Wow. Our experiment is off to a great start—let's see if we can finish it off sooner than expected.
No doubt the John Roberts attack strategy outlined by Eric Columbus in the New Republic today is quite ingenious:
[T]o date [the Democrats have] paid surprisingly little attention to [Roberts'] support for perhaps the oddest legacy of the Rehnquist Court: its unprecedented expansion of the "sovereign immunity" doctrine to greatly restrict the ability of private citizens to obtain money from states that violate their federal rights. Raising the issue at next week's Senate confirmation hearings won't, of course, sink Roberts's nomination. But it just might give Democrats a rare opportunity to claim the mantle of anti-government reform at a time when the whole nation will be watching.
But when I hear "claim the mantle," it's time to stop up short. First, and somewhat beside the point, why on earth do the Democrats want to come out in favor of "anti-government reform"? If anything, a master strategy for liberals should work to persuade people that, in fact, government works quite well, thank you very much, and those who take the kneejerk anti-statist approach, rather than try to fix the problems that exist, are usually wrong. But set that aside. What sort of "mantle" are they going to claim, in all reality? How many people will actually pay such close attention to the Roberts' hearingsso close that they would notice and be swayed by Democratic positioning on a rather complicated issuebesides the usual band of pundits, journalists, and political junkies? Very few, I would guess.
Digby wrote something similar last week, in a rather brilliant piece of analysis that nevertheless still seems completely far-fetched to me. (And I'd be happy to be proven wrong.) He noted that yes, Wesley Clark's recent suggestions for fixing Iraq, as outlined in the Washington Post, probably don't stand up on the merits. But, he says, that's besides the point:
Clark's piece should be seen for what it is --- laying a benchmark for Bush's failure. By the time any Democrats have a chance to implement any real plans for Iraq, Wes's plan will be moot. The doors that he sees as still being slightly open are closing very rapidly. The state of play in 2006 and 2008 is going to be very different. But it's useful for Wes Clark, retired General, to be on the record with an alternative in 2005 that clearly lays blame on the Bush administration and sets forth in exactly what ways they've failed -- militarily, politically and diplomatically.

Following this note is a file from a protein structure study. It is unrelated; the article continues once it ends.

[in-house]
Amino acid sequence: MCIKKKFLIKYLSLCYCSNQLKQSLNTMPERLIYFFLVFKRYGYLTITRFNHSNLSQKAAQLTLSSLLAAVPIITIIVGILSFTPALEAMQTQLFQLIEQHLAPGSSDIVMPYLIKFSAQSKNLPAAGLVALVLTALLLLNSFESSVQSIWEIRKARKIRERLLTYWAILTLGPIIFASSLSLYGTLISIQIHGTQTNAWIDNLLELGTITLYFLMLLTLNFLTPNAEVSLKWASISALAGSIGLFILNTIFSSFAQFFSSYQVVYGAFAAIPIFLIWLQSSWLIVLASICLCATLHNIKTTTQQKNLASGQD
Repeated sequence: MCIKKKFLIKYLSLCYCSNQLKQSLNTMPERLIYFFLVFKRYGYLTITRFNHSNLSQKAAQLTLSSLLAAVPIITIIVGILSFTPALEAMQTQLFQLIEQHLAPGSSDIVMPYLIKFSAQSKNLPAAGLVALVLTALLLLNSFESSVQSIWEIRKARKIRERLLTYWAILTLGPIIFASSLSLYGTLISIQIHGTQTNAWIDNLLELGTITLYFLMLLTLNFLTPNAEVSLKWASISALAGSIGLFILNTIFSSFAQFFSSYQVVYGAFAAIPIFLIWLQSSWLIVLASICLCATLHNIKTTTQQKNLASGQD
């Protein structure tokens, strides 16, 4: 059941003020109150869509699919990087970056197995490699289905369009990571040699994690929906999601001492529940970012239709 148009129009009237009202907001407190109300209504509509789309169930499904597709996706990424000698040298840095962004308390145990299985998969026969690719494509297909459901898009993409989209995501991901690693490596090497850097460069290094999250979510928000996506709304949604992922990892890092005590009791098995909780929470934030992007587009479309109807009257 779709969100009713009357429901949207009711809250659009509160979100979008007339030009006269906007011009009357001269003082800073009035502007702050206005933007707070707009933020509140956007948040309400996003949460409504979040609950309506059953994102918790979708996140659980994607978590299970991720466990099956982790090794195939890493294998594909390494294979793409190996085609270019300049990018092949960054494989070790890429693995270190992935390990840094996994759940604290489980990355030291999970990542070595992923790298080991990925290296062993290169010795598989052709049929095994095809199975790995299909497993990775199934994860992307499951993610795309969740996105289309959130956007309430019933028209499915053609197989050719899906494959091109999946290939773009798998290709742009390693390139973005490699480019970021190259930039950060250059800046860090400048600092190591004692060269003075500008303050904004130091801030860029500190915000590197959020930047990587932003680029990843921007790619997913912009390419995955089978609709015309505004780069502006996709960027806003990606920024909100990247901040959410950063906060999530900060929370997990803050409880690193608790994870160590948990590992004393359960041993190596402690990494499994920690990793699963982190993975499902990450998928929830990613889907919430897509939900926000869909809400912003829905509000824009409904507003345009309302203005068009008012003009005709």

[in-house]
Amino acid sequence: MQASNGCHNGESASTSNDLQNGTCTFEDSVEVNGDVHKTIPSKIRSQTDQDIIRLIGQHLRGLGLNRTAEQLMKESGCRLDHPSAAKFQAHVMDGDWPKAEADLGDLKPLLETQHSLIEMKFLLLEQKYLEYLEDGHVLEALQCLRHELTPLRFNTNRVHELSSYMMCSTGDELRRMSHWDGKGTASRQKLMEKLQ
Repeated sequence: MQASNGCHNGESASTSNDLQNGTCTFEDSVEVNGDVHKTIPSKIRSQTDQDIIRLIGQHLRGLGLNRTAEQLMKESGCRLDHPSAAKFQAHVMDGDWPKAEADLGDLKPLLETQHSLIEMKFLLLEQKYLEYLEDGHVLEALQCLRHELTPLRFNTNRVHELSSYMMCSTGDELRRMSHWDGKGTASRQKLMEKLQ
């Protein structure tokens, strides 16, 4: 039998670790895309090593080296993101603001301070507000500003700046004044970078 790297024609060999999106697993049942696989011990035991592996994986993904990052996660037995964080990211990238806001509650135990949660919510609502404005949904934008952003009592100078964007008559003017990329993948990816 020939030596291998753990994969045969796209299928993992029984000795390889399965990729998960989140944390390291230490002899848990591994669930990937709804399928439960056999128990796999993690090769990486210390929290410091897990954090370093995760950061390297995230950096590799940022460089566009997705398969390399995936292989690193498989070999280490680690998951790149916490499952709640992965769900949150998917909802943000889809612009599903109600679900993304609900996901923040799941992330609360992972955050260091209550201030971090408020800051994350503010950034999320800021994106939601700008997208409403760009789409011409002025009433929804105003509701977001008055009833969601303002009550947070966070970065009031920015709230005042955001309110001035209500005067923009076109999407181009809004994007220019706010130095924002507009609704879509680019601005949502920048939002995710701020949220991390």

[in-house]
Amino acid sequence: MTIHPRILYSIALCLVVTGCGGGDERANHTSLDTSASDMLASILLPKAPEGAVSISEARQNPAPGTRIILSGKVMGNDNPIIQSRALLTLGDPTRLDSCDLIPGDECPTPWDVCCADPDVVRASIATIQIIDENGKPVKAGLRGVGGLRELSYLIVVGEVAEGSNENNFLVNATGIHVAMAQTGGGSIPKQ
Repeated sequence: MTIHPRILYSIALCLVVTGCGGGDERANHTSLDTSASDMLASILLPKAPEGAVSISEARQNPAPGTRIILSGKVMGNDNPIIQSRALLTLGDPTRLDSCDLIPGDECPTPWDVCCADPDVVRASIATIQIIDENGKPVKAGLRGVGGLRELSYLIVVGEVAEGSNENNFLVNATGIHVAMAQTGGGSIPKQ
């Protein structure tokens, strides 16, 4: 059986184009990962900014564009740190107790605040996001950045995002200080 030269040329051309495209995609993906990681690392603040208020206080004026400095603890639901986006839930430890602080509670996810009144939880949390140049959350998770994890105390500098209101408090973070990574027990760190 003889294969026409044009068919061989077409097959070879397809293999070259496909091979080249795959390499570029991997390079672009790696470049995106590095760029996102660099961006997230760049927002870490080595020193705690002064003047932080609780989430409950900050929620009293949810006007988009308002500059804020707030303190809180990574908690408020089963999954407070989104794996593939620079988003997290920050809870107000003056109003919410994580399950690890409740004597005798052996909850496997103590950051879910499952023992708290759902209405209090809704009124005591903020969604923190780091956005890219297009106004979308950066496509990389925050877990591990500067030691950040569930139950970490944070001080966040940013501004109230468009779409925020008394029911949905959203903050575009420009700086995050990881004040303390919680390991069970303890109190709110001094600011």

"Damn," I thought, "that's good stuff! Clark's a clever one " But no, wait a minute, who on earth is paying attention to what Clark's saying right now, besides political activists, the chattering classes, and the small handful of people who pore over the Washington Post? On the broader issue, Digby's absolutely right: trying to persuade Bush to shift course on Iraq is an exercise in futility at this point, and Democrats should worry only about how best to position themselves politically over the war, in order to crowbar the people who dragged us into this mess out of office. It's slimy, but necessary. But is there such thing as too clever?
As it happens, I suspect that the Democratic establishment has glommed onto a strategy of sorts for Iraq: lay out Clark-style critiques right now that argue that Bush isn't doing everything in his power to win the war, and then, come 2006, say, "Well, he blew his chance to win this thing, it's time to leave." Rally the base. But is anyone going to buy it? Is anyone paying attention? I don't know. I do know that there are an awful lot of people in this country who follow politics for maybe a week every two yearsright before the electionand the only way for a party to claim any sort of "mantle" is probably just to pick some very basic things to stand for, repeat it over and over again ad nauseum (I recently saw someone suggest that the Democrats introduce a constitutional amendment that guaranteed the "right to privacy"good stuff), and hope the basic message filters down to voters when it counts. Subtle political strategizing and positioning makes for a fun read, but it's hard to believe that this is what wins elections.